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David Brownell wrote:
> > > > At the end of the day code and data just aren't that much
> > > > like each other. Maybe this is why Lisp never took over the
> > > > world, cool though it is. -Tim
> Personally, I think the deal with LISP was that it's a bit too advanced
> a programming language for most folk. Plus it was never pitched
> for commercial applications -- it was aimed at folk who really didn't
> have an issue with syntax, and whose problems didn't revolve around
> databases and report generation. Even the M-expression notation
> didn't get around that.
There are many similarities between LISP and XSLT, excepting of course that
XML et al. have been solidly backed by commercial folk, at least that is the
claim. Perhaps the differences are more to do with marketing than
Regarding objects vs. data (which is where we started), the prime
distinction is between opacity and translucency. When objects are well
described, and their state can be described by the getter setter properties
in their interfaces, as data objects they can be translucent. Object
_methods_ however are generally opaque -- the implementation hides behind an
interface. Contrast LISP and XSLT, whose method implementations can be fired
across the wire (in a perfect world) for remote execution. It should not be
lost, however, that java bytecode can similarly be treated as data. I am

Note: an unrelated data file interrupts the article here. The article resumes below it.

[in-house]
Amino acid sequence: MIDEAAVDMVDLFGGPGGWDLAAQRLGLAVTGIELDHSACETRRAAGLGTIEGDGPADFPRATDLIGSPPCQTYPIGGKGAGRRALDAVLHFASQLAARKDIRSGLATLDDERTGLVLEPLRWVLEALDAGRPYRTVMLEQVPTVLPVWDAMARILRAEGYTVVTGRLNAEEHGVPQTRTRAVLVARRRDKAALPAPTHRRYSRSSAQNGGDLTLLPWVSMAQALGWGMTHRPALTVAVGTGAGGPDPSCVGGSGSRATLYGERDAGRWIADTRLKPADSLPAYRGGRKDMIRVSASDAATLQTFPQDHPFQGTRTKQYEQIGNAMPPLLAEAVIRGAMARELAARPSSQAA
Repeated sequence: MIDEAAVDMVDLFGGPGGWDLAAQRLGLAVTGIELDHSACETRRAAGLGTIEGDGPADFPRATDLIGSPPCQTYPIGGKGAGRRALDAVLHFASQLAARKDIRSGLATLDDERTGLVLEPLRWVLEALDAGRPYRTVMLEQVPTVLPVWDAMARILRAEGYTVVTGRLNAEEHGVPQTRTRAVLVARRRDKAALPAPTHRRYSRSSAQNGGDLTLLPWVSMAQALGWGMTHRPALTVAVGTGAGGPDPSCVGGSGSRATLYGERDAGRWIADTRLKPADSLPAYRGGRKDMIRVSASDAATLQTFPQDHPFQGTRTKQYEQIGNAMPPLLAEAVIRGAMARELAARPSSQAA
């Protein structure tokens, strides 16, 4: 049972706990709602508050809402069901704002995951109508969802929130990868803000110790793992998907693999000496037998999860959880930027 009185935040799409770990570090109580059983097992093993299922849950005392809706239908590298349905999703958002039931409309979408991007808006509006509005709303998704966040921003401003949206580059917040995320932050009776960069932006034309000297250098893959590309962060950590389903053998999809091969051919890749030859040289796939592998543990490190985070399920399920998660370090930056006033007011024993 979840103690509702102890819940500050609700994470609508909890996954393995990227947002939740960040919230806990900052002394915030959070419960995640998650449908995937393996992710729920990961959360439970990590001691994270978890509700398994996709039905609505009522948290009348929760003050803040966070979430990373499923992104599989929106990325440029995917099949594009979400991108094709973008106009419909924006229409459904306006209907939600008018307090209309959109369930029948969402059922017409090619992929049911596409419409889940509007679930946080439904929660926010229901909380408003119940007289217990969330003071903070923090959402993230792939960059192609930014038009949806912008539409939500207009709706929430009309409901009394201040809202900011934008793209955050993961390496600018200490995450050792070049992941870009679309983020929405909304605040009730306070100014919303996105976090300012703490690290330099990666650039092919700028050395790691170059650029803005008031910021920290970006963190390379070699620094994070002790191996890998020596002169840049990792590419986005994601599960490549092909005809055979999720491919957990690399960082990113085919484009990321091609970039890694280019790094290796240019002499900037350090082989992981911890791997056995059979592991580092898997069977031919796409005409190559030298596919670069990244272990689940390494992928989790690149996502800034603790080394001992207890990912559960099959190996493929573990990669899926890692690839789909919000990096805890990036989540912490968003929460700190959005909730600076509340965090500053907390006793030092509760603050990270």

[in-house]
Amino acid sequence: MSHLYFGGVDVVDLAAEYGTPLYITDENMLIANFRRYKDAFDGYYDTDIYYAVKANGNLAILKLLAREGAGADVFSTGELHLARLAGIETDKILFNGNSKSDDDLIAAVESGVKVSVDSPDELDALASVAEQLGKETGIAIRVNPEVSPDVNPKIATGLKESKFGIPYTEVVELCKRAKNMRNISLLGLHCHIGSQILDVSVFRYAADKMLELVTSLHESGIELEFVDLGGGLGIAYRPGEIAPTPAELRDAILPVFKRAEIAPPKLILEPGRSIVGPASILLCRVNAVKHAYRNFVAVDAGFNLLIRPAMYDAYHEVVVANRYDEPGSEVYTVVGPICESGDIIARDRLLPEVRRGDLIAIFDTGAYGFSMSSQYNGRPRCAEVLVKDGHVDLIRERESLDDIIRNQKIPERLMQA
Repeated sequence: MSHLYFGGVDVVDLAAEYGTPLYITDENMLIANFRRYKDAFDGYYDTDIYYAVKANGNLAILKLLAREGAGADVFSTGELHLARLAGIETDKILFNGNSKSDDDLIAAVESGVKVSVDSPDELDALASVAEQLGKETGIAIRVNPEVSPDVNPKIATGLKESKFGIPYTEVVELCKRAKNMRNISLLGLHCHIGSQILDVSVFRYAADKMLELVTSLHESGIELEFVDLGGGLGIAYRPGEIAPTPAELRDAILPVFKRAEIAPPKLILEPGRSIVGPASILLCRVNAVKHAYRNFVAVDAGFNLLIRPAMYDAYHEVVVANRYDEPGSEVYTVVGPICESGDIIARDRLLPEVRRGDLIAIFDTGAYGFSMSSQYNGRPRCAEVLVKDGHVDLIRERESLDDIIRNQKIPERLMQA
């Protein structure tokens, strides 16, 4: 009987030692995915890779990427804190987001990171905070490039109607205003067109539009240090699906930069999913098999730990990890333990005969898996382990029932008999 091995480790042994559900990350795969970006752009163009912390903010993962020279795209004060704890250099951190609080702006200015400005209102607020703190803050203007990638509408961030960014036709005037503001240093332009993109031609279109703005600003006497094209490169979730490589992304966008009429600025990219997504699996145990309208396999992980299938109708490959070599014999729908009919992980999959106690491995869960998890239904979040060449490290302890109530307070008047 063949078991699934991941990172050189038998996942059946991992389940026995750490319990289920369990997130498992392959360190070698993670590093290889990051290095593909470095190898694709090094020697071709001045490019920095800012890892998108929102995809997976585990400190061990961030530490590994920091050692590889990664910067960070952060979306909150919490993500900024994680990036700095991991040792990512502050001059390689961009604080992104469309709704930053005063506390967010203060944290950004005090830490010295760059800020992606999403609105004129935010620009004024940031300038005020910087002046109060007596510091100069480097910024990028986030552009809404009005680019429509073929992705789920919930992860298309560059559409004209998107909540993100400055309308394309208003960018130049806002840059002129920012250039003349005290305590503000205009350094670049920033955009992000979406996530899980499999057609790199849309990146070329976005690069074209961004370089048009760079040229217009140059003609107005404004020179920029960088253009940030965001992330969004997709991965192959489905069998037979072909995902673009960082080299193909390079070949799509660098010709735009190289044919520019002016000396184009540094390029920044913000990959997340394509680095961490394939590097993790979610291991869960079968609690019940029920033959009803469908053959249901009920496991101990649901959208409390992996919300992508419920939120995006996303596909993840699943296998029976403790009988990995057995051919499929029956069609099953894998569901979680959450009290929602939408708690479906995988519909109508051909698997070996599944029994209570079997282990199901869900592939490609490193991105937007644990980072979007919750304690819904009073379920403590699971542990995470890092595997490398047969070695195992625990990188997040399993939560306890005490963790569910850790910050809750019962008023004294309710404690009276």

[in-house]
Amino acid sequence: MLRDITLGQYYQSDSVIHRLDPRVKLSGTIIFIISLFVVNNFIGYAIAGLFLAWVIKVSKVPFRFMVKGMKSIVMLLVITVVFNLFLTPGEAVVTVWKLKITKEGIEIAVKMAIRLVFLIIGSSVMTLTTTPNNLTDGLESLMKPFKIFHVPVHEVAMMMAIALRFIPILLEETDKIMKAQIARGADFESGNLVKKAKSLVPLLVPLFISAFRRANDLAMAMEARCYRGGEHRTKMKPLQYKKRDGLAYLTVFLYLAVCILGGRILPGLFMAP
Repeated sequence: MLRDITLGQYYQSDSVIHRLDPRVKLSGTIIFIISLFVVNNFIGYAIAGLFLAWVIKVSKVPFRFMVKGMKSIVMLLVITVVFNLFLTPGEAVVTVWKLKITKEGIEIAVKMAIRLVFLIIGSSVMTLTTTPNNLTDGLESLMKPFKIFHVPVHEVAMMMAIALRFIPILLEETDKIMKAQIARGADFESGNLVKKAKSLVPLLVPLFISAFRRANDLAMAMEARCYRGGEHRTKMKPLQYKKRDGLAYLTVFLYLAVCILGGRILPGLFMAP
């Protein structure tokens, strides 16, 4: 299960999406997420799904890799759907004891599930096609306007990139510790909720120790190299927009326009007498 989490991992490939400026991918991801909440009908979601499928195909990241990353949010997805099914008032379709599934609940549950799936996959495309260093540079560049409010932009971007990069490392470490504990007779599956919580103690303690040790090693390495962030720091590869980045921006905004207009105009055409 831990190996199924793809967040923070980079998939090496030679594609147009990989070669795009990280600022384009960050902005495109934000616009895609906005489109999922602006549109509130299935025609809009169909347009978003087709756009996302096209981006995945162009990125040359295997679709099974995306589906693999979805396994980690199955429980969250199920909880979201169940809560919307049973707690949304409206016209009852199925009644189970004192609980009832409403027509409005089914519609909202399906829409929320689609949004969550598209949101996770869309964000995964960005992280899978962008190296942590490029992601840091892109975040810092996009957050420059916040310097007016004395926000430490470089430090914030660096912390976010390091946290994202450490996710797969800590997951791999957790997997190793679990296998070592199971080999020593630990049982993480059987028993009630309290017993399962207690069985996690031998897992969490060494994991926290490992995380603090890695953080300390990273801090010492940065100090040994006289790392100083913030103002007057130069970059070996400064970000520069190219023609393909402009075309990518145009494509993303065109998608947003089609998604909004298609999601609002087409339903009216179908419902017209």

sure that Guy Steele is well aware of these issues.
> > > It is very interesting that you say this. I've seen a few people
> > > from the Lisp camp complain that XML is simply a more verbose
> > > yet less powerful reinvention of Lisp S-expressions with a lot of
> > > extra complexity added in (like namespaces, attributes and entity
> > > references). [Dale Obasanjo ]
this is somewhat true. If XML/SGML hadn't attributes one could simply
with the s-expression (granted there are a couple of ways to do this):
(foo bar baz (bop bing))
XML might be more generally represented using something akin to an
s-expression notation by introducing delimeters for an unordered set '[' and
']' and then we can represent:
<foo aaa="111" bbb="222" ccc="333">
(foo [aaa="111" bbb="222" ccc="333"]
and we see that XML starts to look not so verbose after all.
(this is my standard argument to LISP folk)
> > You have to take that with a grain of salt though.
> > There are folks in the Lisp camp who say that about
> > *every* new programming technology. "What's the big
> > deal about X? It's just a poorly reinvented version
> > of feature Y in Common Lisp." [Joe English]
> Those criticisms (less powerful, more verbose etc) have
> more than a grain of truth to them though.
> Consider: send an S-Expression over TCP and (eval) ...
> that's "write once, run everywhere" about 30 years before
> certain marketroids decided it was a good idea. And
> that's just one many examples ... :)
exactly. but again, recall where Java comes from.
what is interesting to me is whether XSLT is really the programming language
we are all seeking, or whether we might [move on/go back] to (something
like) DSSSL which is essentially the same thing in s-expression syntax.